You know what can be more valuable to a thief than the money in your wallet?
Information. Specifically personally identifiable information, or as security experts refer to it, PII.
And it's more important than ever for you to know what this information is and how you can keep it away from people who mean you financial harm.
First, what it is. Personally identifiable information is any information associated with a person that can be used to trace, target, and/or contact them. Examples of personally identifiable information include:
- A name, including your full name, a maiden name, your mother's maiden name, or an alias;
- Numbers, such as a full Social Security number and/or its last four digits; driver's license numbers, passport numbers, tax ID numbers, patient ID numbers, financial account numbers, telephone numbers, and credit and debit card numbers;
- Addresses, such as those associated with your home, work, or email; and
- Other data, such photos, fingerprints, numbers associated with personal property, and so much more.
Some of your personally identifying information, such as a home address or phone number, may be readily available on the Internet through a Google search. Also your personal identifying information can be obtained through a legitimate transaction, such as with a retailer, car dealership, or financial institution. In these cases it's called non-public personal information (NPI or NPPI). There's an expectation that the organization that has this information will protect it and keep it private.
However, a scammer or an expert in social engineering can gather bits of personally identifiable information in sneaky ways and use them to do things like open credit card accounts, file phony tax returns and unemployment claims, and even steal your identity to completely trash your credit and finances.
As these deplorable crooks develop increasingly clever ways to rip innocent people off, it becomes more imperative to keep your personally identifiable information away from their prying eyes, hands, and ears.
Here are some ways to do that:
- Keep your personal documents and records locked up in a secure place at home. This could be a safe or a locking storage cabinet. Make sure your storage area is in a place where occasional visitors, such as repair contractors, have no business looking.
- Carry only absolutely necessary identification. There's no need to carry every credit or debit card with you at all times. And leave your Social Security card at home in a secure location; it should not live in your wallet.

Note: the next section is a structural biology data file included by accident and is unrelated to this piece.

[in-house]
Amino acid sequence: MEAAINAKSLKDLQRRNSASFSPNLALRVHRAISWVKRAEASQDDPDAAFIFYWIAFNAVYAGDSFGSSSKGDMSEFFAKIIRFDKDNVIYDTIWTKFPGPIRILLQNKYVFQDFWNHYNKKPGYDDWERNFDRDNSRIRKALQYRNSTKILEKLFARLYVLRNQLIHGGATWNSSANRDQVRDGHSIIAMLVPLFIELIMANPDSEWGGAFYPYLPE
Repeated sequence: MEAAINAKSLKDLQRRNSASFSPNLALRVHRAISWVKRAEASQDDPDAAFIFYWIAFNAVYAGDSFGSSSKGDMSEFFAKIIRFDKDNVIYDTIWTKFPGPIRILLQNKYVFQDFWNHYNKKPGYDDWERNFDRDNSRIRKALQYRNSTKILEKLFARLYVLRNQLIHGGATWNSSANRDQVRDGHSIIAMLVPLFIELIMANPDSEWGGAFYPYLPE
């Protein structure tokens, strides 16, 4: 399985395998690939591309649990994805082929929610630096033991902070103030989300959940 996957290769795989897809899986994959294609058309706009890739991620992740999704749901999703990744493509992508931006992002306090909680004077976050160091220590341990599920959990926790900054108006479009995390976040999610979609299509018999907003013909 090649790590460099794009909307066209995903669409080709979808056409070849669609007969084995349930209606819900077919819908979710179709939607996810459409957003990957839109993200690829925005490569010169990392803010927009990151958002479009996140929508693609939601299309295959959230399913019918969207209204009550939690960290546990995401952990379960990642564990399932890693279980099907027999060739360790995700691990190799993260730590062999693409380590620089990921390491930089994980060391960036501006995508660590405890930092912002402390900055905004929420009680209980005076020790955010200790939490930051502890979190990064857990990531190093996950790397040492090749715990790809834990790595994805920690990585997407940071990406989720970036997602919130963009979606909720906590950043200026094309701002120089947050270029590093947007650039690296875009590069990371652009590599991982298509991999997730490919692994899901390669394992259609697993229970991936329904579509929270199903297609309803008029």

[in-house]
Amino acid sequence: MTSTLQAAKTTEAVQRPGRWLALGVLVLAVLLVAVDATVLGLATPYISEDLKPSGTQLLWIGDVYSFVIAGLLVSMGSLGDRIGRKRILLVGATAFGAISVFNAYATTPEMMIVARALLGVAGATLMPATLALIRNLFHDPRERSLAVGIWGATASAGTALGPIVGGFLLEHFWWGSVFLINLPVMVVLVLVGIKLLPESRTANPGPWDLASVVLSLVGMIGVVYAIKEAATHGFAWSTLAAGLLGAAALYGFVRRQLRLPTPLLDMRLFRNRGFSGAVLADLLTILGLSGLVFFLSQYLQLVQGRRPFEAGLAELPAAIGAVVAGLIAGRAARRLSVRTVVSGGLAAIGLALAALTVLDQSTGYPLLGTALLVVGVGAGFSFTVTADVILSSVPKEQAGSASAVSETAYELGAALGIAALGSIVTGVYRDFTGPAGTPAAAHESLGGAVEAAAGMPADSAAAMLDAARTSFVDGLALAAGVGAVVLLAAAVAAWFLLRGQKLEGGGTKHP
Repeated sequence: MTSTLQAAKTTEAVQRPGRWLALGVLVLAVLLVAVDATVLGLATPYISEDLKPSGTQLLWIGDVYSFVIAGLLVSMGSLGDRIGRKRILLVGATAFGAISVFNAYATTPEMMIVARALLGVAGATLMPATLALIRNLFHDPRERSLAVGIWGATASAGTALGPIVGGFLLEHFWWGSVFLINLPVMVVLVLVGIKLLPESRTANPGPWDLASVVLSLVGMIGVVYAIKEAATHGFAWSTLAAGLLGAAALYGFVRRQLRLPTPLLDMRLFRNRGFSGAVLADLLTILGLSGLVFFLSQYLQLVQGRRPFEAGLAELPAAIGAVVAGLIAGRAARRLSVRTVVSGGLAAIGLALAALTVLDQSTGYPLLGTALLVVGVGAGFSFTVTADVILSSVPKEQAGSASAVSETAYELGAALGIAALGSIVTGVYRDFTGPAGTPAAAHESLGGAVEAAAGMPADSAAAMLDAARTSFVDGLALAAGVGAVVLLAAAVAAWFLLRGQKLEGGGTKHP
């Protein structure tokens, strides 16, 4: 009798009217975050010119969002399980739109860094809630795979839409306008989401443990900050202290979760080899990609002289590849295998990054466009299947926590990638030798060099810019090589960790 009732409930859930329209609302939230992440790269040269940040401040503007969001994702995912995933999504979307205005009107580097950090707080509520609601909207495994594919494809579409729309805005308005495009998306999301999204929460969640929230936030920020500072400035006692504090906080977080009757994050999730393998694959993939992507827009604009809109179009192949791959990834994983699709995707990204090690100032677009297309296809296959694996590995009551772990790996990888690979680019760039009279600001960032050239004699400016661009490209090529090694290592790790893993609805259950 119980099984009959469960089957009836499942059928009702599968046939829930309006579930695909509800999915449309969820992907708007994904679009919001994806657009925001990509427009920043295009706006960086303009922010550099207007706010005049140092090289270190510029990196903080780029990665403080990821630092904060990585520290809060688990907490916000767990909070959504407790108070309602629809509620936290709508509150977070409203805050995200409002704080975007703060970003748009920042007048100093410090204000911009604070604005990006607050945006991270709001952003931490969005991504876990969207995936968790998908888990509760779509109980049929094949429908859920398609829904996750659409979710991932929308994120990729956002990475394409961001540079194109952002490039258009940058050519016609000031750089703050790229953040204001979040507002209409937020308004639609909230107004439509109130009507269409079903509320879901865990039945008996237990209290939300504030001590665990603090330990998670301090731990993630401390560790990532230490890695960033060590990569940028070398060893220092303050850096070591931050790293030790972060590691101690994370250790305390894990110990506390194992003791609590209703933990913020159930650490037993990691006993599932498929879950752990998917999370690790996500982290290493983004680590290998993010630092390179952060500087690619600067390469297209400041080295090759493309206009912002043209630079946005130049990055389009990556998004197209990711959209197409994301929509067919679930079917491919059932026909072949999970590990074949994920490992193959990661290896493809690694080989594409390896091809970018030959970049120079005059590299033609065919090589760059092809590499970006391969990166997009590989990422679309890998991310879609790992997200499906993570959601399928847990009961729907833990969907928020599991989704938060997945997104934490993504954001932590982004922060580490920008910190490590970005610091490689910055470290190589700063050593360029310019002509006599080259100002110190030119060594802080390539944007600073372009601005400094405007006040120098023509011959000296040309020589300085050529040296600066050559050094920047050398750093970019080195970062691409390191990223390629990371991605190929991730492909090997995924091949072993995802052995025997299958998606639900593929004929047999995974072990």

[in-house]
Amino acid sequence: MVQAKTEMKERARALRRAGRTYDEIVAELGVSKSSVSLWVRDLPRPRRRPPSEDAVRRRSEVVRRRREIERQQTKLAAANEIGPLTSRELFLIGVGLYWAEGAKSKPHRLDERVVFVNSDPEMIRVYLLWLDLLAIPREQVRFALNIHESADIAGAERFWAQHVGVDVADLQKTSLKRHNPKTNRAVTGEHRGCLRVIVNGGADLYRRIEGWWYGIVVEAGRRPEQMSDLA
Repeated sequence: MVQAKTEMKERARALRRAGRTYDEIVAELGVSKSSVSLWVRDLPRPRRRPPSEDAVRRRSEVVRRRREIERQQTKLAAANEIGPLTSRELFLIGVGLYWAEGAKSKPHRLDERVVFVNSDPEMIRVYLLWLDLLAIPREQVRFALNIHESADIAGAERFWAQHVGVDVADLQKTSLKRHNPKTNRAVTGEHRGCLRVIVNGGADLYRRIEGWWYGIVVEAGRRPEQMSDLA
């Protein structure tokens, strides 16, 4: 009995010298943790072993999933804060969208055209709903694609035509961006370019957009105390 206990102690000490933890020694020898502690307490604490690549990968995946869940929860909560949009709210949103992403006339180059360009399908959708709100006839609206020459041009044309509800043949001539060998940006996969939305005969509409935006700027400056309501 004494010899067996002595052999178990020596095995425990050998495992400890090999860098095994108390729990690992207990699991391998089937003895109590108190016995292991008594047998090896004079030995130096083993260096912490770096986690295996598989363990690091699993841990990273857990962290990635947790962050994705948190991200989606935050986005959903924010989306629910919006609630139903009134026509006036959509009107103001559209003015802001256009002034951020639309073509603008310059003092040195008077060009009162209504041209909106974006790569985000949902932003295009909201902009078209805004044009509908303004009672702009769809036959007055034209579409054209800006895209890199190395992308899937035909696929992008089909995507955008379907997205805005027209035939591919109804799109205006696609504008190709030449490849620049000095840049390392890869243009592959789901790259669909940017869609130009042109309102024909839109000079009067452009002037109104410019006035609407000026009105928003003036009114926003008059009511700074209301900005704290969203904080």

- Be stingy about sharing. When you are asked to provide personally identifiable information, such as at school, a doctor's office, or at work, ask why it's needed, how they're going to use it, and if it's absolutely necessary for them to have it. Never share that information verbally in a public place, such as a waiting room or lobby.
- Never give out personal information over the phone or through the Internet to anyone who has initiated contact with you. Even if they say they're from a company you deal with, phone calls and email messages that look like they're coming from a legitimate company or organization are easy tools scammers use to gain your trust...and steal your money.
- Keep your shredder well exercised. When you're done with receipts, credit applications, checks, statements, credit/debit cards, or any paperwork that contains personal information, destroy them.
- Empty your home mailbox as soon as you can. If you're going to be traveling, put a vacation hold on your mail through the post office.
- Peel labels off empty prescription medicine bottles before you throw them out.
- Think about opting out of prescreened offers of credit by mail. You can do this by visiting optoutprescreen.com or calling 1-888-567-8688. Keep in mind you'll be missing out on offers that could save you money, but if the risk of identity theft is high, it may be worth it to pass up on these offers.
- Safely dispose of electronic equipment, such as cell phones, computers, laptops, and tablets.
- Encrypt your personal data when conducting online transactions. If the site begins with https:// this means it's a secured website and it will encrypt any personal data you send through the page. You will also see a closed padlock icon indicating that the site is secure in the browser's address bar. However, bogus sites can also be secured, especially if you've gotten to them by clicking on a link. Entrust your personal information with sites you're absolutely sure are legitimate.
- Practice good password safety. Read more here about keeping your passwords for websites and apps safe and secure.
- Resist the urge to overshare. Keep your social media profiles as private as possible, only allowing people you know well to view them. Information you post about your family, your whereabouts -- even your pets' names -- can be used by a crook to wreak havoc. Be very careful about what you share online, even among friends.
- Never send personal information through a public wireless network, such as those you find in retail outlets, hotels, or other public spaces. Wait until you're on a secure wireless network to share any personal information through the web. Criminals can easily hack public Wi-Fi networks and steal login names, passwords, social security numbers, and more.
If you believe your personally identifiable information has been used to compromise an account at Hanscom Federal Credit Union, please contact our Remote Support team immediately at 800-656-4328 so we can secure your account from additional damage.
Get financially savvy by attending one of our free hour-long webinars. Learn more here.
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